Damien Allen: What is important to consider when drafting or adopting a social media policy?
John Di Giacomo: There are a number of issues that you should consider. First and foremost, is whether or not the drafter of the policy understands your new media presence and the internet space. It’s important to understand exactly what is and is not acceptable. The advertising practices of the past are certainly not tailored for the new internet. What was once unacceptable, now, really is acceptable. So drawing that line requires somebody who understands internet space and understands what is really appropriate for advertising in this new kind of media. Another important consideration is balancing the transparency of your business and your instant connection with your audience with the idea of brand control and brand identity. You want to ensure that your brand is presented in a certain way but at the same time you want to encourage participation which is characteristic of a social media outlet. Additionally, you want to ensure that you have an enforceable policy. If your policy is simply given to an employee without much consideration it may not be enforceable under the law. There has to be, obviously, adequate consideration under the law but there also has to be probably incorporation by reference within the actual employment contract of your employee. Finally, you want to understand an outline of what can and cannot be stated on an employee’s profile. This is going to depend on the business and again, this is an area where understanding the internet space comes into play and if somebody understands the internet space, they’ll understand based on whatever business you’re in, what’s acceptable and what is not acceptable.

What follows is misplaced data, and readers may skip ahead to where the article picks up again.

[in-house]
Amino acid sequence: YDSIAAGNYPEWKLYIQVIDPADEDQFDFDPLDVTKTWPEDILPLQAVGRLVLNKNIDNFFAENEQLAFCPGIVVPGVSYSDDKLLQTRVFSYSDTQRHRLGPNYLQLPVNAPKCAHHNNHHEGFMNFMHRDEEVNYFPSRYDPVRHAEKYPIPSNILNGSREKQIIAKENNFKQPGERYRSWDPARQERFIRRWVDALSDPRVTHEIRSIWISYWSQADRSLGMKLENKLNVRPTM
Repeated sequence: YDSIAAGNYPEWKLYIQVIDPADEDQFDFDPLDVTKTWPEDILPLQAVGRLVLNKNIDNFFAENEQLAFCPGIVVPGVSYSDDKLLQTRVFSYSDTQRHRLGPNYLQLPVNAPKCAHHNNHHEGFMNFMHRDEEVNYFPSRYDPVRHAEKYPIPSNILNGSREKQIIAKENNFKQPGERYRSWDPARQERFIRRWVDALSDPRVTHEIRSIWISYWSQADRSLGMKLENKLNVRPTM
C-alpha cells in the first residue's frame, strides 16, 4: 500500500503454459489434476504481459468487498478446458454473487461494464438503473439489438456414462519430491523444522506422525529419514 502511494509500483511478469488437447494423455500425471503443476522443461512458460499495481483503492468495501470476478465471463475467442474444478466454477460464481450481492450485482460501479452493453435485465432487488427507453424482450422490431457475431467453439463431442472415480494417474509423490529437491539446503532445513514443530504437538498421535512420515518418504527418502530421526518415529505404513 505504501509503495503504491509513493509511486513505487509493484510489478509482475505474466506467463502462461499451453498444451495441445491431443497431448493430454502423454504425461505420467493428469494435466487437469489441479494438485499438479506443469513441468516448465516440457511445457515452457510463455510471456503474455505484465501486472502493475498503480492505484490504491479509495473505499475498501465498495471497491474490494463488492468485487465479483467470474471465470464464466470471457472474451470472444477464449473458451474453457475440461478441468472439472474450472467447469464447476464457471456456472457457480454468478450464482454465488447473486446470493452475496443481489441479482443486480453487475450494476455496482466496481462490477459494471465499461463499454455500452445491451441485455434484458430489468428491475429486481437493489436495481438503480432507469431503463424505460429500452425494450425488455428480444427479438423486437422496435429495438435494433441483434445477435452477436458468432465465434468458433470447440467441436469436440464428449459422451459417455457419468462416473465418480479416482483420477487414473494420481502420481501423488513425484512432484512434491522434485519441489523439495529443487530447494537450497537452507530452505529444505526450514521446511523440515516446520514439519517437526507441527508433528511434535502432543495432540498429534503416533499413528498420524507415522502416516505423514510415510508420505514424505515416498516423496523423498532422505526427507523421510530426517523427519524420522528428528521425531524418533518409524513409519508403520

Damien Allen: Well, it sounds like we’ve come a long way from just being a workplace time waster as far as using social media at work.
John Di Giacomo: Absolutely, and one thing to consider is that allowing your employees to use social media outlets benefits your company and it gives your employees a stake in a company otherwise they would not have. So, if they’re proud of the product that they’re making or the services they’re selling, obviously, you want to encourage them to display how proud they are and what they are doing because in the end the incentive line up. They promote your product, you increase your sales, but at the same time you want to ensure that your brand identity is stable and that the rogue presentation of your product doesn’t otherwise harm your industry.
Damien Allen: Thank you very much for joining us today, John, and explaining social media policies.
John Di Giacomo: Thanks a lot, Damien.
Damien Allen: You’ve been listening to Internet Law Radio. My name is Damien Allen. Everybody have a great afternoon.
Announcer: This netcast is powered by Vertio.net. Vertio.net, optimizing your brand and web presence worldwide. Vertio.net. Be Heard. Be Seen. Be Found.